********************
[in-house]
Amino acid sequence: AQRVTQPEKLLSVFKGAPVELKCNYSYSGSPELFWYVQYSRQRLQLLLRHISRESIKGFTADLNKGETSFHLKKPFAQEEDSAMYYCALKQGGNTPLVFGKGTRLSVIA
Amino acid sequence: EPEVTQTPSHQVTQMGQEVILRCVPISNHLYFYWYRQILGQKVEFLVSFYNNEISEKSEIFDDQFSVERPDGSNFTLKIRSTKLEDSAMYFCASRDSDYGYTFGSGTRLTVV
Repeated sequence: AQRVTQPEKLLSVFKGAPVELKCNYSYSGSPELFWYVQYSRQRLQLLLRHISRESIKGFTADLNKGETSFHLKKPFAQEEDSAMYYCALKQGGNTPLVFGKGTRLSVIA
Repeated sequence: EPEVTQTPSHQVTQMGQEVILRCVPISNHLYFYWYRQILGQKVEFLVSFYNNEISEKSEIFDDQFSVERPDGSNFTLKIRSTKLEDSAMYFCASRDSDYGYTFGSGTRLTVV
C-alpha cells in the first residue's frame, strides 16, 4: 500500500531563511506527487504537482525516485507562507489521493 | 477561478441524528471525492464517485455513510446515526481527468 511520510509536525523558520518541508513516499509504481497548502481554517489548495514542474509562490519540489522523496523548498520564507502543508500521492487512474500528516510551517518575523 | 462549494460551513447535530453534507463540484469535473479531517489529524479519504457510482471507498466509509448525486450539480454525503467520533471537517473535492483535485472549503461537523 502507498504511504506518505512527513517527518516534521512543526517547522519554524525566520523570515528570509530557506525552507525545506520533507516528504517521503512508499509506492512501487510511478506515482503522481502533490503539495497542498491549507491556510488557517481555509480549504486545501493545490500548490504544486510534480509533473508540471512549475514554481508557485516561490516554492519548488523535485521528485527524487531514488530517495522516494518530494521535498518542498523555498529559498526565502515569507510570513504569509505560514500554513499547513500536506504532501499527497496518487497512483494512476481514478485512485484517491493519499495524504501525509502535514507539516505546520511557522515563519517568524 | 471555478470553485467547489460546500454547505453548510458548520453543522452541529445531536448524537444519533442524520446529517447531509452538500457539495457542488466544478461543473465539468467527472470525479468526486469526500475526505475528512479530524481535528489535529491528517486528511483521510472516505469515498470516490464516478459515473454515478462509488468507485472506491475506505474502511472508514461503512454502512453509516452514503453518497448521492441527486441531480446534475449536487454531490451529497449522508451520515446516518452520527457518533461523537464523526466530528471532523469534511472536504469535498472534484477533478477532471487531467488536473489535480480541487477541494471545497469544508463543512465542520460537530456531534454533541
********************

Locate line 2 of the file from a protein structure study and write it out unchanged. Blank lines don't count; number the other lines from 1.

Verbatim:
Amino acid sequence: AQRVTQPEKLLSVFKGAPVELKCNYSYSGSPELFWYVQYSRQRLQLLLRHISRESIKGFTADLNKGETSFHLKKPFAQEEDSAMYYCALKQGGNTPLVFGKGTRLSVIA